Meatless Monday – Irish Vegetable Chow Mein

It was a wet and miserable Monday in Dublin today heralding the onset of winter. Like so many others, I got soaked on the way from the bus and the challenge when I got in was to throw together a quick and easy dinner that would warm us all up and use up leftover vegetables. I’m also trying to get into the habit of having one day a week when we eat vegetarian food so, taking a cue from Claire and Mike in Australia, Meatless Monday it is.
When we visited Shan’s family in Xinjiang, China, I was surprised to discover how prevalent “Irish” vegetables, such as carrot, parsnip and cabbage, were in their diet so it didn’t seem inappropriate to include them in a chow mein. The recipe below is based on the Winter Vegetable Stir-fry recipe Claire sent me from Hugh Fearnely-Whittingstall’s River Cottage Veg Everyday – see Variations on Shan’s Xinjiang Spaghetti.
I hadn’t meant to do a blog post today but this made up recipe worked so well that I thought I had better capture it while I can still remember what I did!
By the way when I went into the Asia Market to pick up some Shaoxing rice wine today, a very nice Chinese lady gave me a tip. She said to always swirl the rice wine around the sides of the wok rather than mixing it in, unless you are using it as a marinade. That way it flavours the dish correctly and the alcohol burns off. Apart from the useful information, this was the first time any of the staff in there have engaged me in conversation. A breakthrough. Yeah!
Irish Winter Vegetable Chow Mein

Irish Winter Veg Chow Mein

Ingredients (serves 4)

  • 4 spring onions
  • Piece of ginger – about 4 cms
  • 3 cloves garlic
  • 1 whole fresh red chilli
  • 2 large or 3 small carrots
  • 2 small parsnips
  • 200g Chinese cabbage
  • 150g oyster mushrooms
  • 100g enoki mushrooms
  • 4 nests of fine quick cook egg noodles
  • Groundnut oil
  • Sea salt and white pepper
  • A pinch of sugar
  • 2 – 4 tbs light soy sauce
  • 2 – 4 tbs Shaoxing rice wine
  • Heaped tsp of Chinese 5-spice powder


  1. Prepare the vegetables first. Thinly slice the spring onions, Peel and finely dice the ginger and garlic. De-seed and finely chop the chilli.
  2. Cut the carrots into thin batons and the parsnip into thin discs. Finely shred the cabbage. Slice the oyster mushrooms. Cut the root from the enoki mushrooms.


  1. Cook egg noodles as per packet instructions – about 3 minutes in boiling water.
  2. Meanwhile heat a few tbs of oil in a large wok over high heat. Add the spring onions, garlic and ginger and stirfry for 1 minute to release the aromas. Add the chilli and stir for another few seconds to release the chilli flavours.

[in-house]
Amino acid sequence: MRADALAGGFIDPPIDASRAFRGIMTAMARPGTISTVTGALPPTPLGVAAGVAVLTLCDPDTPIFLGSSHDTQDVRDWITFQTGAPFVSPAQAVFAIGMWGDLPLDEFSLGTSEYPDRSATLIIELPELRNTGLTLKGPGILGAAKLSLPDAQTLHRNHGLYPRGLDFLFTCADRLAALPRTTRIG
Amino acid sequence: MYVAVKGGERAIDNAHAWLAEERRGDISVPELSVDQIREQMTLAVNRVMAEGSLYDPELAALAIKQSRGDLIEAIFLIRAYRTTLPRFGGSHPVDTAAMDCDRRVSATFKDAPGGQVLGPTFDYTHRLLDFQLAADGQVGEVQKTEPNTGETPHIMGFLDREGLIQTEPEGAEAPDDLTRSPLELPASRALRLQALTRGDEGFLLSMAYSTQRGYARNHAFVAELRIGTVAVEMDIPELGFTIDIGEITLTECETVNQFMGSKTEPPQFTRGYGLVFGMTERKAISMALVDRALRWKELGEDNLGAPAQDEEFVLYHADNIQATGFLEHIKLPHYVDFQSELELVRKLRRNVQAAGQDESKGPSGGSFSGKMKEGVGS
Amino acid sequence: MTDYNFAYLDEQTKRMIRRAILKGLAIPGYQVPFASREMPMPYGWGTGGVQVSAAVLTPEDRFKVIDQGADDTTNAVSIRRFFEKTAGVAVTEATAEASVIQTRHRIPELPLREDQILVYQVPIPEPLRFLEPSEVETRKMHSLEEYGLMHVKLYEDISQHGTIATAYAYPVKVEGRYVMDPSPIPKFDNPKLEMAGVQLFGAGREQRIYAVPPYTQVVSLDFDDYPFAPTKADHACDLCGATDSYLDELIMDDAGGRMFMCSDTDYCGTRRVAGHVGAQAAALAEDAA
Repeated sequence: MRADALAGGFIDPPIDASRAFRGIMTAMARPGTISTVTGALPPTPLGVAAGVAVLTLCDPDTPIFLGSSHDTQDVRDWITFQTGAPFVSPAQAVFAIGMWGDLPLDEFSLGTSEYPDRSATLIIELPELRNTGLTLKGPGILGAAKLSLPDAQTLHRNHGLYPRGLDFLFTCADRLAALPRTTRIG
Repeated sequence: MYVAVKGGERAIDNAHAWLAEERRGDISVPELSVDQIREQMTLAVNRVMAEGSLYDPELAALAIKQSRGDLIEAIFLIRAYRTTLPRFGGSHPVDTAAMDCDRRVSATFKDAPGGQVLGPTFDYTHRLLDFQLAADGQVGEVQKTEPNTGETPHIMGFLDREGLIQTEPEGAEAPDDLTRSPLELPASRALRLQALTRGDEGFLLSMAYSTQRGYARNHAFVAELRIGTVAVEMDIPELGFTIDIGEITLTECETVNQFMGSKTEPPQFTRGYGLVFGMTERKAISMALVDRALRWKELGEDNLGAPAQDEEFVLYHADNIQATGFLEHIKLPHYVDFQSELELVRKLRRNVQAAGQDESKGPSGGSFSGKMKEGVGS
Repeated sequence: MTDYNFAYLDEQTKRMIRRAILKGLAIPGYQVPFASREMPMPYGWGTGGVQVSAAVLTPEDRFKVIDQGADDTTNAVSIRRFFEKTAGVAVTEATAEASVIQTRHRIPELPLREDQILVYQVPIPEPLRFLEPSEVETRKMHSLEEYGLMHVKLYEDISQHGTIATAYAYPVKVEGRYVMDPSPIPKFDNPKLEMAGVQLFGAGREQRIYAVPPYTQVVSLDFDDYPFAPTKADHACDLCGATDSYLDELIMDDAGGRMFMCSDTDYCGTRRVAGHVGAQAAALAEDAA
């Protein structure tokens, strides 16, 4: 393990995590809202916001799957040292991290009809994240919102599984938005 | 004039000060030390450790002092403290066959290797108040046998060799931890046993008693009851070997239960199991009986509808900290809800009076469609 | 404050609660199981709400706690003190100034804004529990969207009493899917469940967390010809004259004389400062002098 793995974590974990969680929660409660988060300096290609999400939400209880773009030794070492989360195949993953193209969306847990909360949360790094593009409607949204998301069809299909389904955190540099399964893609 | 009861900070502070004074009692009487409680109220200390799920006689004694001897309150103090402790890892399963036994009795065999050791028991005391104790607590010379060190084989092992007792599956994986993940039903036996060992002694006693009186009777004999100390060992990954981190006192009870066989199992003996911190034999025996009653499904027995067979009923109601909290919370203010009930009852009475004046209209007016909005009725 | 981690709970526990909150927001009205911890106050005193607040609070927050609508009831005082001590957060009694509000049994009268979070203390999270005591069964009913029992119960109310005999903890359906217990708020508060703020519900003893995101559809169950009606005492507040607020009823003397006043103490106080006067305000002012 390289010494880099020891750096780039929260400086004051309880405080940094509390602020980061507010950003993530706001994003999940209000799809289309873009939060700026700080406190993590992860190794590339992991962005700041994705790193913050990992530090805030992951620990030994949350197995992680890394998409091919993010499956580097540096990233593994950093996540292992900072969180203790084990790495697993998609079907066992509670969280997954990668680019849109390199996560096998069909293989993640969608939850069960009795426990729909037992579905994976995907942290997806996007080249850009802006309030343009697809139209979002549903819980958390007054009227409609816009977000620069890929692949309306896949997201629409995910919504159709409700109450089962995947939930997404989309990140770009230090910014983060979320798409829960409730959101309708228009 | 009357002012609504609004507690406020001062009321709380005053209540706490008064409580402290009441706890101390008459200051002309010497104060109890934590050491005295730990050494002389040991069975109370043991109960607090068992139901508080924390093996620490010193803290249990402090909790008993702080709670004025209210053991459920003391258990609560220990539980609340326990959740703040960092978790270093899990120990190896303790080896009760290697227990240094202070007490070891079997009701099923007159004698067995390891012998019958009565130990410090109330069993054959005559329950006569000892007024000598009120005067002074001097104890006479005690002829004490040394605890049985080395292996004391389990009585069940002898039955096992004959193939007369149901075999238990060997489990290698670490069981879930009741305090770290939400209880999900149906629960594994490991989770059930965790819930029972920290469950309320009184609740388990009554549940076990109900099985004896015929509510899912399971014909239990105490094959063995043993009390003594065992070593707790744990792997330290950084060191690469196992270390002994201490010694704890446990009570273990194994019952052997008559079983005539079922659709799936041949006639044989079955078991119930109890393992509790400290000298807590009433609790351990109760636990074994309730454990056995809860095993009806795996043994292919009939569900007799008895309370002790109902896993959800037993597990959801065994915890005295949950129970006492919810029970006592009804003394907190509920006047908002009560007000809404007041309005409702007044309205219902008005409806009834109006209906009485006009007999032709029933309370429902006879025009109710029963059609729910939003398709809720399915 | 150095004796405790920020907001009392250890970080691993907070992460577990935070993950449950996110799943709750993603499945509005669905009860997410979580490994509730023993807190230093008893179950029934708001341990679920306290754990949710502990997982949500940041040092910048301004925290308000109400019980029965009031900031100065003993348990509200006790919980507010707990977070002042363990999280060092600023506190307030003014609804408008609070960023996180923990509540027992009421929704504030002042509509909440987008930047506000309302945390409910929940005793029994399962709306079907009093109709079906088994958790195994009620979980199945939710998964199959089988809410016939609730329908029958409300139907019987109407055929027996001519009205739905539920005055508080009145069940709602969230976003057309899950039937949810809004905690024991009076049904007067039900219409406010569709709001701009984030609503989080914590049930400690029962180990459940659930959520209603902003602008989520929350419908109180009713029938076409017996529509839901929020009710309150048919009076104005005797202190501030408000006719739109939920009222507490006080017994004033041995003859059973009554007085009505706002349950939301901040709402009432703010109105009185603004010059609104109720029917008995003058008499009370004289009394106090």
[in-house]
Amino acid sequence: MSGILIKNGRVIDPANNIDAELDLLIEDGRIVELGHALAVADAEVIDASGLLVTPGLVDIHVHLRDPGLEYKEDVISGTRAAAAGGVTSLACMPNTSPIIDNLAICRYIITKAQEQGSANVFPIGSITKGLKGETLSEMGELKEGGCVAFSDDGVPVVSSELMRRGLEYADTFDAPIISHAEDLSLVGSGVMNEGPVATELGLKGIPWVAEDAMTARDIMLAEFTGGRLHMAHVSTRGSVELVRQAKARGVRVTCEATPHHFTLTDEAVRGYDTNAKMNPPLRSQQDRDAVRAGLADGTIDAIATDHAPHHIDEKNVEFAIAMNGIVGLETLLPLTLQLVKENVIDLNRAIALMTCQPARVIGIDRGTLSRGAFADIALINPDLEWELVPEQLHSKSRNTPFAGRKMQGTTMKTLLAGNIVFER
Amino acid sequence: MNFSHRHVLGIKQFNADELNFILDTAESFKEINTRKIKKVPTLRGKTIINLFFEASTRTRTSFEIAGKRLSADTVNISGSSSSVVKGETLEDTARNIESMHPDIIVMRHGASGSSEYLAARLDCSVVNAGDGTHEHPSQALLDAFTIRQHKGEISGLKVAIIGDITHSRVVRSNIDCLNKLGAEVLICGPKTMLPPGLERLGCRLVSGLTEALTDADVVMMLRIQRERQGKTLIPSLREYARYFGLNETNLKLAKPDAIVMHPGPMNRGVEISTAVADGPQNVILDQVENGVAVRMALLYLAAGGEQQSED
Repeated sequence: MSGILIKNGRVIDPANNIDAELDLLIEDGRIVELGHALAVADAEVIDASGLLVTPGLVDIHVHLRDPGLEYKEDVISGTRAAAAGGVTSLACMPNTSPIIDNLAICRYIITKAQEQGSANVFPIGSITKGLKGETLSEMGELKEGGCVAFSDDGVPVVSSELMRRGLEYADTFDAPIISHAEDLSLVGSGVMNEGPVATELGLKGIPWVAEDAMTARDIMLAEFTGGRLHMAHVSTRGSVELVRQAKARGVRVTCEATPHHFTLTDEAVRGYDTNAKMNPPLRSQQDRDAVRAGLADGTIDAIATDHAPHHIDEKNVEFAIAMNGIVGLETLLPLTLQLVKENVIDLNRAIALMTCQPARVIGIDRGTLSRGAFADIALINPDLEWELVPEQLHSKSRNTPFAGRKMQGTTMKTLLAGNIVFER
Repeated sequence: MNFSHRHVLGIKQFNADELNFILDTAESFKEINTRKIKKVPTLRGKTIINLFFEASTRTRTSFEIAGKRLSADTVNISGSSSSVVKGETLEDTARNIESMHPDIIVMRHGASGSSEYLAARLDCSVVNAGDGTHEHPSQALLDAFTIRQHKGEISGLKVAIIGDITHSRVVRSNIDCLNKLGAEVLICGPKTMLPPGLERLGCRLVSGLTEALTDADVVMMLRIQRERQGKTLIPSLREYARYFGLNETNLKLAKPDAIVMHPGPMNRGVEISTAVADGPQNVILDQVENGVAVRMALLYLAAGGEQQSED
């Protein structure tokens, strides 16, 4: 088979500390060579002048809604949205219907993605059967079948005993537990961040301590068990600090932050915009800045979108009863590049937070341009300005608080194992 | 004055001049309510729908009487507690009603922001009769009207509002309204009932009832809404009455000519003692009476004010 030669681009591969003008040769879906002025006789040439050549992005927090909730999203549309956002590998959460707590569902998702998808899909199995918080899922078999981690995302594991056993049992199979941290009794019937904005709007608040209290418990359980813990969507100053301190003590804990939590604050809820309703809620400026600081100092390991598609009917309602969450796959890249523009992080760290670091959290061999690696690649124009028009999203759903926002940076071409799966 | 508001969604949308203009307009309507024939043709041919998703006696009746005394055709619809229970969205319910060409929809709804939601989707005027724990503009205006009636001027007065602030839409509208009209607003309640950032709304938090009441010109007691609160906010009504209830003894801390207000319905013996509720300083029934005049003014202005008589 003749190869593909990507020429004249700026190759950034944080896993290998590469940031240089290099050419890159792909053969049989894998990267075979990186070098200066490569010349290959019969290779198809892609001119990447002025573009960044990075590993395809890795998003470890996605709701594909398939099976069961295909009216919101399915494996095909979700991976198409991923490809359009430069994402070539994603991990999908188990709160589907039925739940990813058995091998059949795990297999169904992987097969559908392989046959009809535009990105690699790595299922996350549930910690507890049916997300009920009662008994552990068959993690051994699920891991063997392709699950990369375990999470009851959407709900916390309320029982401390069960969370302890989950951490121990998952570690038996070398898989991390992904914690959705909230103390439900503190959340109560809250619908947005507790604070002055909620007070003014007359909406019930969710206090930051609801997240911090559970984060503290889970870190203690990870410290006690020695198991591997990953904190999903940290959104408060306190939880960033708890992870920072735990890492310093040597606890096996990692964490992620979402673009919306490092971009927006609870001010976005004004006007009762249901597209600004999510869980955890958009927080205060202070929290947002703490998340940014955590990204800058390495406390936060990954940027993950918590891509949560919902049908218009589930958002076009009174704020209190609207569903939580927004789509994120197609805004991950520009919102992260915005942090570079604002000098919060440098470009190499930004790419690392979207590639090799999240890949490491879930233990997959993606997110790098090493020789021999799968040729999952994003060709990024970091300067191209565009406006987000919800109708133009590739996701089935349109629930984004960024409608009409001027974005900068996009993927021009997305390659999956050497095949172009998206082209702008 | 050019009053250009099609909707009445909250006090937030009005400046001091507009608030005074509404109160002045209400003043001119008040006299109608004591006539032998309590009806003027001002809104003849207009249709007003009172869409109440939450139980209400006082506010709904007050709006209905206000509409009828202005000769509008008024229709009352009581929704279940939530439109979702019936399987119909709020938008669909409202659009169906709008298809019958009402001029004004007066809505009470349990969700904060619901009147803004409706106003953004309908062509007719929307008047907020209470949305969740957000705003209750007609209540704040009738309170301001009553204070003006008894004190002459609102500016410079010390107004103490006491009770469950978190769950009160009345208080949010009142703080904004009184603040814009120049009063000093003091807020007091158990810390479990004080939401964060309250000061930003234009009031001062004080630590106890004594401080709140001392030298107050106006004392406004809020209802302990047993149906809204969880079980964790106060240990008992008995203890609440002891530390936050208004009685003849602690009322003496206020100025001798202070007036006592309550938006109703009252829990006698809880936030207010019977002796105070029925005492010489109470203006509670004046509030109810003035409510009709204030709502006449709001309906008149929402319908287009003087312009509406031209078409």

3. Add carrot and parsnip and cook for 2 minutes keeping them on the move all the time with the back of your ladle, then add mushrooms and stirfry for a couple of more minutes.
  4. Finally add the cabbage and cook for another couple of minutes until wilted.
  5. Season well with salt, pepper, sugar and scoop out of the wok and set aside in a dish.
  6. Drain the noodles. Reduce heat under the wok to medium and add a small amount of oil (about 1/2 tbs). Add in the cooked noodles and 5-spice powder. Season with soy sauce and rice wine to taste.
  7. Cook, stirring for a minute or two. Return the  vegetables to the wok and toss the lot together over heat. Adjust seasoning with soy sauce and rice wine.
  8. Tip into a serving bowl and serve. Wok to table in 15 to 20 minutes.

As my Mam would say, this is a dinner that would “catch your heart”. It was tasty and filling so that even the carnivores didn’t miss the meat at all.The thin discs of parsnip and the carrot batons added a lovely crunchy texture and the chilli gave just enough kick without making the dish over spicy. It scored well on what the Chinese refer to as kou gan – literally “mouth feel”, the sensation that a piece of food creates in the mouth.
You can substitute shredded Irish cabbage or brussels sprouts for the chinese cabbage.
You can use any type of mushrooms, sliced – shitake, chestnut, button mushrooms would all work. Red onions or shallots can replace spring onion. You can also reduce or omit the chilli if you wish.

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